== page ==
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Effects of Political Risk on Foreign Investment in Europe

November 06, 2016
Brexit, the “Black Swan” event, has aroused investors’ concerns about the potential political risks in the European region, in addition to the uncertainty of the Greek debt crisis and the shadow of terrorism.

By Boyi Wu

For those foreign investors who have directly invested in the politically trembling regions, it’s hard to get prior protection from the investment country’s government if a real crisis happens. Foreign investors always have potential exposures to highly volatile exchange rates, transfer and convertibility restriction, fluctuation of commodity prices, and potential changes in government policies and trading barriers.

If a country is under certain extreme circumstances, such as a financial or debt crisis, people tend to exchange their domestic currency to foreign currency in order to prevent their liquidity from shrinking. Since stable exchange rate levels are used in the expected profit functions of firms that make investment decisions today in order to realize profits in future periods, foreign investors need to take the exchange rate into full consideration before they make their final decisions to pursue overseas operations.  If exchange rates are highly volatile, the expected values of investment projects are reduced, and foreign investment is reduced accordingly [1]. Just after the nation voted for a Brexit, sterling reached $1.3229, the lowest level since 1985, and weakened 6.2 percent to 81.27 pence per euro, for the biggest decline on record [2]. As the sterling depreciated, an increase in import prices and a wage adjustment are expected. The huge depreciation in sterling is a disaster to foreign investors who already started projects in Britain, since they are struck by both the depreciated profit and by soaring commodity prices.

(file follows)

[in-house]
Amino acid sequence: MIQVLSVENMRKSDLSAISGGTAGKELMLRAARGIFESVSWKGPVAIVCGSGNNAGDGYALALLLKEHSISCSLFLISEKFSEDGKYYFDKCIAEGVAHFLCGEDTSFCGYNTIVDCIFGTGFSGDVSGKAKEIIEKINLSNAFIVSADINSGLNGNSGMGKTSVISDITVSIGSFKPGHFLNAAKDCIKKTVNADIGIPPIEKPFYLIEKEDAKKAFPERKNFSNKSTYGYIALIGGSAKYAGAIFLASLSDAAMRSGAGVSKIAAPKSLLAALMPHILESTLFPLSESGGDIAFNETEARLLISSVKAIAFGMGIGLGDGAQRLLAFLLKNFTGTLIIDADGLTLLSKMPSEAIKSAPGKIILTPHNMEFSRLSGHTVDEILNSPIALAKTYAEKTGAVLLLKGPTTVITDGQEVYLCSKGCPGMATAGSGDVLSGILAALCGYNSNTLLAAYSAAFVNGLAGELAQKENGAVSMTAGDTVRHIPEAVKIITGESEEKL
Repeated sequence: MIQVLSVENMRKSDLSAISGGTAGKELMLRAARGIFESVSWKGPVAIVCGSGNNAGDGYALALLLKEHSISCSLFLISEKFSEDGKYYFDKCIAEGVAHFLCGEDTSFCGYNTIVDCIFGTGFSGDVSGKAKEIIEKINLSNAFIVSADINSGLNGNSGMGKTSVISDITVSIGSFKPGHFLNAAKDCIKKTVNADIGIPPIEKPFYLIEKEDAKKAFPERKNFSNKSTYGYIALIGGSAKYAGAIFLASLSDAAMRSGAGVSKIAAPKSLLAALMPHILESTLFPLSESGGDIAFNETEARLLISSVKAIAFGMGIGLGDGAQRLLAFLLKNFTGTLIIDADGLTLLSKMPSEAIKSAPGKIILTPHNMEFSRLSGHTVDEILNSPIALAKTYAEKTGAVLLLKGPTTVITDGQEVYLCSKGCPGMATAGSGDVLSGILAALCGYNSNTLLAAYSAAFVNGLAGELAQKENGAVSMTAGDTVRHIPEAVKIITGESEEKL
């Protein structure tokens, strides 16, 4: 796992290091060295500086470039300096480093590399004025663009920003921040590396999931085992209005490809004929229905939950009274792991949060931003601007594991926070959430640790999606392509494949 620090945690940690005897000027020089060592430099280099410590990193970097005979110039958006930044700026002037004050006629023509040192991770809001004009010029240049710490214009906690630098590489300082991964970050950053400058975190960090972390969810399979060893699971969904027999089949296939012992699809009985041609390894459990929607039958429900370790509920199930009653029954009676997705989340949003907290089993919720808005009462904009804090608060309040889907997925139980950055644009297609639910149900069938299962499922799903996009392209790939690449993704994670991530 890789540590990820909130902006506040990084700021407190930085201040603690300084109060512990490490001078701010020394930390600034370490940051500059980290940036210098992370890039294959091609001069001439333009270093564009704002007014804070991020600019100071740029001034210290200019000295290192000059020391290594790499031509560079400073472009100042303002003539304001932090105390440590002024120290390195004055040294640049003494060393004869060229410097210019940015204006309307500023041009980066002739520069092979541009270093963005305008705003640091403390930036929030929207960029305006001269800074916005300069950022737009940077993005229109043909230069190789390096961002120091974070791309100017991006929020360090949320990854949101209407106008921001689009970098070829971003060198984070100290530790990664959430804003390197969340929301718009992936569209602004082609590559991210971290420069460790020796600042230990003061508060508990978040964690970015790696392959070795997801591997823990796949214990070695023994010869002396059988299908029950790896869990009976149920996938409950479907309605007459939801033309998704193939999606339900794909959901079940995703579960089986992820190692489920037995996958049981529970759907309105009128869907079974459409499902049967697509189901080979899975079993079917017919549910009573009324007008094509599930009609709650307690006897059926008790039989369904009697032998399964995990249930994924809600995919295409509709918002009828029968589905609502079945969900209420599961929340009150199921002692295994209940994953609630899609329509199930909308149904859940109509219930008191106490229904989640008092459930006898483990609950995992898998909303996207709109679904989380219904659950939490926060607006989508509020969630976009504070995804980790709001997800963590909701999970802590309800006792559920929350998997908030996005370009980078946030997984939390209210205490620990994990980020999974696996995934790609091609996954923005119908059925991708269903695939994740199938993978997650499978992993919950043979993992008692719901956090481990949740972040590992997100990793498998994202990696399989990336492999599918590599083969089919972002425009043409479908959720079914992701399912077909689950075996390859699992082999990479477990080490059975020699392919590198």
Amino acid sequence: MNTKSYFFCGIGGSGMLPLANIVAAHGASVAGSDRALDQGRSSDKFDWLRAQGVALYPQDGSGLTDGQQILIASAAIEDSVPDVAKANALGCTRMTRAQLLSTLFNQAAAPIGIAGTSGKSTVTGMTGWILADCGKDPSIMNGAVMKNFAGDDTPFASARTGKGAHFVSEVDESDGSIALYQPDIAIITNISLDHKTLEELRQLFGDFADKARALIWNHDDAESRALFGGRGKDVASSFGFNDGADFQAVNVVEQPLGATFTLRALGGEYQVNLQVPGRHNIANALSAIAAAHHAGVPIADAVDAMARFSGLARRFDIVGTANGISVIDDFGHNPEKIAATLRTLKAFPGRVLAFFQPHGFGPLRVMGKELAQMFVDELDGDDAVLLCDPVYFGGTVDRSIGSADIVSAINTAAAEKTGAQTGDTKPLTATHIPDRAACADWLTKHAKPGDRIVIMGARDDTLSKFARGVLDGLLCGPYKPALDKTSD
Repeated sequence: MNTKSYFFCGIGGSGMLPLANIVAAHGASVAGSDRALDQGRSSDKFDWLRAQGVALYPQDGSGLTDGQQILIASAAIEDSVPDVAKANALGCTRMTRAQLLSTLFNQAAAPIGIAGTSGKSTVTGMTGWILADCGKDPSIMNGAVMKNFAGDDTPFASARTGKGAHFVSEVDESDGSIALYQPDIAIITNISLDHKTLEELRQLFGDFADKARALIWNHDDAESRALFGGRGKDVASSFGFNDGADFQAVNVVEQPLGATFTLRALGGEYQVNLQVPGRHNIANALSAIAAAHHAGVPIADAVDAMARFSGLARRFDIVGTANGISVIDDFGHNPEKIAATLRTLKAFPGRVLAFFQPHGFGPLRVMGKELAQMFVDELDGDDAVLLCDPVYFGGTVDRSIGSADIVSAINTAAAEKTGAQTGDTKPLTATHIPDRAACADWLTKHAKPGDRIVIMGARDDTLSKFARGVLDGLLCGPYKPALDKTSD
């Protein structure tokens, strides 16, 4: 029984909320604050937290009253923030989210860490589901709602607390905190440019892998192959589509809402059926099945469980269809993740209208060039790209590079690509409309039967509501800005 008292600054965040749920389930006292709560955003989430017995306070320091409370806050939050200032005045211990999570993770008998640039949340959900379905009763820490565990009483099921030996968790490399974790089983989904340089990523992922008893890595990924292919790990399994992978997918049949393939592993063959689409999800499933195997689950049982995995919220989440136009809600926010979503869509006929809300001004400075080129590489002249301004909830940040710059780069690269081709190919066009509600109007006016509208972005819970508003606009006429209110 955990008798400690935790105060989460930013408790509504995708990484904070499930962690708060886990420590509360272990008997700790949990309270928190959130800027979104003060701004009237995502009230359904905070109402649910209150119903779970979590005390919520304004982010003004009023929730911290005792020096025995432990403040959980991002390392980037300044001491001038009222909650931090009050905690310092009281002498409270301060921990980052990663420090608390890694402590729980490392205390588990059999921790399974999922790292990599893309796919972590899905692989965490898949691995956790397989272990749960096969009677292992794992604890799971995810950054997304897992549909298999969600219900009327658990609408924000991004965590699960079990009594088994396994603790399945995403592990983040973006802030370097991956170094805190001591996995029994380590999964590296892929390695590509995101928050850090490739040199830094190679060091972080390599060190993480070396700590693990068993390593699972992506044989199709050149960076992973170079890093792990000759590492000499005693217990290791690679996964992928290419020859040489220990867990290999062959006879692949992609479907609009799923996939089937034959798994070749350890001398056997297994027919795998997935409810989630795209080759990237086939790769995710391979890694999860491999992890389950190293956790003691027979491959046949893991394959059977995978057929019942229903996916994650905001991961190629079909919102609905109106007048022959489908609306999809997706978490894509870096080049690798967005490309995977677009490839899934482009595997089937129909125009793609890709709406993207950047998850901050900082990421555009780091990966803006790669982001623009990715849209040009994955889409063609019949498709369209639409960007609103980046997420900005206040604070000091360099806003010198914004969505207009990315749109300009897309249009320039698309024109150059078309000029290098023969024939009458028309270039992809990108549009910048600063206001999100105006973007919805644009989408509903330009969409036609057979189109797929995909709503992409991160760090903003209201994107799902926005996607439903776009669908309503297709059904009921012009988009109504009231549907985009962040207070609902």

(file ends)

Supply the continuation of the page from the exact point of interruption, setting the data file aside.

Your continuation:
Furthermore, the lack of foreign exchange will lead to a transfer and convertibility restriction set by the investment countries. These countries have a small amount of international reserves to prevent large amount of currency exchange made by foreign investors. Just a year ago during the Greek debt crisis, the Greek government announced capital controls to order its banks to impose strict limits on daily withdrawals and overseas transfers of cash. Individuals are allowed to take out only €60 (£42 or $66) a day for this period, and although they can bank online more freely, they cannot move money to accounts abroad into a different currency [4]. Since Greece’s Central Bank doesn’t have enough international reserves to cover a quarter’s imports, it can’t assure that international trade would not be interrupted by a shortage of the inflow of foreign exchange. Foreign investors started to become concerned about the Greece’s Central Bank’s ability to fully covering their foreign exchanges, leading to decreased attractiveness of Greek projects and assets. Total inflows of foreign investment capital, which essentially reflects the real performance of the country in attracting investment, decreased by 73% in 2015 in comparison to 2014, reaching approximately 605 million Euros [5]. Freedom of currency exchange ensures the capital inflow and outflow of multinational corporations. Transfer and convertibility restrictions will interrupt the circuits of capital and lead to breaks in the credit chain of these corporations.